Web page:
Corticosteroids are a class of medications that are related to cortisone. Cortisone is a naturally occurring corticosteroid hormone produced by your adrenal glands.
Steroids can be injected directly into the joints (intra-articular) or around the joints (peri-articular) or tendons.
After injection, corticosteroids work to reduce inflammation (heat, redness, swelling, & pain) in and around the joint. As a result you should feel less pain, swelling, stiffness and warmth and be able to function a little easier.
Steroid injections are useful for many types of arthritic conditions. Local steroid injections can be valuable treatment for patients with inflammatory types of arthritis such as rheumatoid arthritis, psoriatic arthritis, gout, and lupus. Similarly, patients with osteoarthritis often derive benefit from steroid injections. Finally, local steroid injections can be safely used for the treatment of conditions such as tendonitis, bursitis, and tendon nodules.
A steroid injection into a joint or around a joint is much like an injection into the arm. Most injections are safely and routinely performed in a physician’s office. For joints in the spine or hip, injections are usually given by a radiologist under x-ray or ultrasound guidance. Local anesthetic is sometimes used prior to the injection or can be mixed with the steroid and injected directly into the joint to give immediate relief.
In the hands of a skilled physician, the injections are relatively comfortable and as pain free as a simple blood test or injection into the muscle in the arm.
Most injections typically take 24-48 hours to take full effect. If local anesthetic was given with the steroid injection, you may feel improvement relatively quickly. The duration of improvement varies. Some patients report months of relief whereas others find only a few days of relief.
In general, most patients, if they are going to respond, will respond after the first injection. Patients who have gained no symptom relief or functional benefit from two injections should probably not continue with repeat injections as the likelihood of improvement is small.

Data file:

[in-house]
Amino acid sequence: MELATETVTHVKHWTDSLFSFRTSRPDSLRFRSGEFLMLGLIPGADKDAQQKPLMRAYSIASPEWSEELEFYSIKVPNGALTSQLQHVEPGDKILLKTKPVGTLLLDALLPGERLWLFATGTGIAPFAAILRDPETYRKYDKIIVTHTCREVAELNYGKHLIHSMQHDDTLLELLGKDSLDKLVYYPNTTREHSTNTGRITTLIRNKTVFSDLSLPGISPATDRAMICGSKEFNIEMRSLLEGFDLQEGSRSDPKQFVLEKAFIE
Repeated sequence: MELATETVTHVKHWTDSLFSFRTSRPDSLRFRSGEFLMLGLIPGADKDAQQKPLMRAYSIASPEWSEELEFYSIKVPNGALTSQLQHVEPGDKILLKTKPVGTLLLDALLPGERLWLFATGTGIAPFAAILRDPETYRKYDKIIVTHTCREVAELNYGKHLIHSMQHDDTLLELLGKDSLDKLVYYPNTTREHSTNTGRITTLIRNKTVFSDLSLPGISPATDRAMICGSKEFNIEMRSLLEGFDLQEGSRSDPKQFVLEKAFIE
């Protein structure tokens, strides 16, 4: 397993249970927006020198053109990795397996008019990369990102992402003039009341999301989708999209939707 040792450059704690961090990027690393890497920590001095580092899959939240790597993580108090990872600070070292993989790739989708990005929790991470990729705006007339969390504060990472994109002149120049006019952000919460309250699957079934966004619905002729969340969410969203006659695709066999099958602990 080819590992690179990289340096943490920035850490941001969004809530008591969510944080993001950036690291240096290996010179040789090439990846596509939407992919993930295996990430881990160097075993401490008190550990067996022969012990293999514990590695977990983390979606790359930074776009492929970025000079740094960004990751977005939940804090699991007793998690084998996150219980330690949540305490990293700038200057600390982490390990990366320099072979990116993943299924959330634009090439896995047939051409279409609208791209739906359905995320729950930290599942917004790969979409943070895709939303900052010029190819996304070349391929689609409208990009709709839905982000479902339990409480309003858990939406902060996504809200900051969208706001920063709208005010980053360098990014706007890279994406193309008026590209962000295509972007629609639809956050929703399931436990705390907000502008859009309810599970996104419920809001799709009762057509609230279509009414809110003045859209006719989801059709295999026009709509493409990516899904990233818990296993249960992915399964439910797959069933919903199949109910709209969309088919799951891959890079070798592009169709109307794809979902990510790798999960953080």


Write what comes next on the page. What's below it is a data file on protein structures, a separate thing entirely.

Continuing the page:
If local anesthetic was injected with the steroid your pain may be improved over the few hours after the injection. Otherwise, it is normal to feel a transient increase in discomfort in the joint which should resolve within 24 hours. You can treat this discomfort by applying a cold pack such as a gel pack, bag of frozen vegetables, or crushed ice in a bag or by using medications such as Acetaminophen (Tylenol®) or Non-Steroidal Anti-Inflammatory Drugs (Check with your doctor).
Most joint injections result in no side-effects. Side-effects which rarely occur include: injury to the joint or tendon, loss of the fat layer below the skin, loss of skin pigmentation (vitiligo), calcification around the joint, and joint Infection (see below). The joint may ‘flare-up’ transiently after an injection. Systemic effects may occur due to absorption of some of the steroid from the joint.
If the injected joint becomes very painful, red, or swollen seek medical attention immediately as the joint may be infected. As your doctor has explained, one of the very rare (1 in 15,000) risks of a joint injection is infection. If the joint is infected it is very important to seek medical attention as soon as possible. However, the most common cause of these symptoms is a reaction to the injected steroid (“steroid flare”) which occurs in 2 to 5% of patients. A “steroid flare” usually begins 6-12 hours after the injection and may last for 2-3 days. Regardless of the cause, it is important to see a physician with these symptoms.
It is generally advisable to avoid all medications during pregnancy and while you are trying to become pregnant. However, local steroid injections are believed to be one of the safer treatments for arthritis during pregnancy.